The Gulf Coast Megaregion:  in Search of a New Scale to Understand Freight Transportation and Economic Development

Increased global connectivity and expanding domestic markets around major city hubs have led to a spatial reorganization of regional economies towards a higher level of scale referred to as a megaregion.  These trade networks rely on a complex mix of freight and telecommunication infrastructure, low trade barriers, as well as international business and social networks.  Policymakers have a responsibility to recognize the vital relationship between economies and freight, and it is imperative that national policies reflect the domestic and global environments in which megaregions must now compete.  The United States lacks a national freight strategy and most metropolitan areas fail to implement comprehensive trade strategies, indicating disconnect between policy and practice.  Our project seeks to determine the status of freight planning strategies at the megaregion scale of an economically integrated section of the US Gulf Coast.  How can improvements to freight transportation planning improve sustainability and raise the standard of living within a megaregion in addition to increasing economic growth.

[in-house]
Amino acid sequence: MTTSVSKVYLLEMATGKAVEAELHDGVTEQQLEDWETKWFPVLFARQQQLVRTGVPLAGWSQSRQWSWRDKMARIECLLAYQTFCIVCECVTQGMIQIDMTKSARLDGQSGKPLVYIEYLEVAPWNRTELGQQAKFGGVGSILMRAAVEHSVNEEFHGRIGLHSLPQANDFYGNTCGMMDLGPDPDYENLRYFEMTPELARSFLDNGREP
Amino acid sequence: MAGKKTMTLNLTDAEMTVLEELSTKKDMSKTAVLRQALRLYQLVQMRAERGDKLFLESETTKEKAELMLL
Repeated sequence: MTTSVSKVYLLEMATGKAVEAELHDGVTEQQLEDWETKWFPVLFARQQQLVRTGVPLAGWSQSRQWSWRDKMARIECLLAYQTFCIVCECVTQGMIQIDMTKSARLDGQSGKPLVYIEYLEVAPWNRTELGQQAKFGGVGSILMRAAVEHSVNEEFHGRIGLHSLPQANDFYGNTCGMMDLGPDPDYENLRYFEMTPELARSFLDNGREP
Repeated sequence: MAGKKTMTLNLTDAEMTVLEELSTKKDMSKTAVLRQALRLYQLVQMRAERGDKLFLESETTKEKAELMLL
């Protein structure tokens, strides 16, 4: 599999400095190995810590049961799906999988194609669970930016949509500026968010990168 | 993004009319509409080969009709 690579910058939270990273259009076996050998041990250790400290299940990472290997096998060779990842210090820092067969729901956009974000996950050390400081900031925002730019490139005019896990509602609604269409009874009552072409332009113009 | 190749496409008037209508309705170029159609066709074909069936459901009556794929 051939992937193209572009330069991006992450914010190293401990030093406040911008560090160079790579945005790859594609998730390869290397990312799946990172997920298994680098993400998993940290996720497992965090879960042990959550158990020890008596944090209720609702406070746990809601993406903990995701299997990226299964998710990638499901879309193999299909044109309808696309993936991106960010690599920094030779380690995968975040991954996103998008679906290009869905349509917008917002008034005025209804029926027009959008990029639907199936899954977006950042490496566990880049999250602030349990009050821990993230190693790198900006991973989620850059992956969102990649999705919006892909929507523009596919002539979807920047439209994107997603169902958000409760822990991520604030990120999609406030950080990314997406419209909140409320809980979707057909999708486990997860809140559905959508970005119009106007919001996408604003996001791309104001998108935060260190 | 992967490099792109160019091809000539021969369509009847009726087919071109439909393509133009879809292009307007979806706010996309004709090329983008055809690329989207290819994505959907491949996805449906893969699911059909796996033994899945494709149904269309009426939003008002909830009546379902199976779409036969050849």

Transit and Streetcars

Achieving Regional Fare Integration in New Orleans:  Innovative Cost Sharing Arrangements and Technologies

May regions across the country have more than one transit agency providing vital public transportation services.  While a transit agency may see their role limited by a jurisdictional boundary, transit riders' commutes know no such political boundaries.  For those riders whose commutes are reliance on one or more transit agencies, a fractured fare system among the various transit agencies they ride means higher user costs. This study examines the history of regional fare integration in the New Orleans metropolitan region, and the challenges and successes of varying approaches taken by transit agencies in various metropolitan regions, to reveal options for achieving regional fare integration in New Orleans today.

Transportation and Land Use

Smart Growth IV-Education and Outreach:  Building Capacity for Transportation and Land Use Planning